There is therefore no legal or even moral issue with the fact that he who commands a majority in the House should become Prime Minister. If ever there has been an anomaly — in our view more than an anomaly, an aberration which has been the cause of much of the misery of this government — it has been the fact that the Leader of the Party which has a majority in Parliament was not actually the Prime Minister…
Having said that, though, one should add one caveat. It is a fact that by convention, certainly so in the UK and Australia, whenever a new Prime Minister has taken over from a colleague of his own party after an internal change in leadership, new general elections have been called generally within a year of the succession. The idea being to legitimize the new leadership through a popular vote with due respect to the spirit of parliamentary democracy.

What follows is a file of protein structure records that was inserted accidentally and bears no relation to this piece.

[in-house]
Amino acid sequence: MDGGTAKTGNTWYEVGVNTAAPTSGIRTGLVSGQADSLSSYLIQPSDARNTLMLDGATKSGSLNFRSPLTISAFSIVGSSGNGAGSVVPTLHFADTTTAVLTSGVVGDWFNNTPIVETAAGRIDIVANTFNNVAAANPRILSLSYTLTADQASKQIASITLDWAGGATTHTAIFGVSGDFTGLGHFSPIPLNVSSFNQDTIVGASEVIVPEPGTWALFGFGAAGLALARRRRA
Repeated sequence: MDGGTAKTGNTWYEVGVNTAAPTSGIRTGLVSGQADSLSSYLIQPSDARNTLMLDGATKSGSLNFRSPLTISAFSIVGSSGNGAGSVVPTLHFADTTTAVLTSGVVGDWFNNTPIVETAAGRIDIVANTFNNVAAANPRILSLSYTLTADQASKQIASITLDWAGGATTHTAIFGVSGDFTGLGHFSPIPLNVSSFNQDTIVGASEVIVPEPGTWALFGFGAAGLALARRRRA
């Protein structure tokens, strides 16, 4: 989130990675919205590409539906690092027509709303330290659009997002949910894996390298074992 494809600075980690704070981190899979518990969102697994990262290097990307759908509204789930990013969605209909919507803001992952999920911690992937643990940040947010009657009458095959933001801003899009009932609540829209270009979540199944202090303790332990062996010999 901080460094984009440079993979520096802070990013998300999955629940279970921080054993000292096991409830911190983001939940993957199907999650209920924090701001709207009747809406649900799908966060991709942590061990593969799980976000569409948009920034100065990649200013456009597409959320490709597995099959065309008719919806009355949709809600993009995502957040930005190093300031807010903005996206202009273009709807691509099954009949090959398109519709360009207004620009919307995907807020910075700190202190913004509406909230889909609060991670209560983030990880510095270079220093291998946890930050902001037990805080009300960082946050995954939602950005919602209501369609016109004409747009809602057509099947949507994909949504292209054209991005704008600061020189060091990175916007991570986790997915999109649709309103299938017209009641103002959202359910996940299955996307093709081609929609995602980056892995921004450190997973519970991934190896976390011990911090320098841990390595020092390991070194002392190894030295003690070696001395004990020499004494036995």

When Theresa May became Prime Minister, she stated that she did not intend to call for general elections any time soon. This was most probably because she did not find it wise to add instability to the total chaos which prevailed at the time in the UK following the shocking results of the Brexit referendum. An intelligent guess would be that there is little chance that her government would actually last through the present mandate.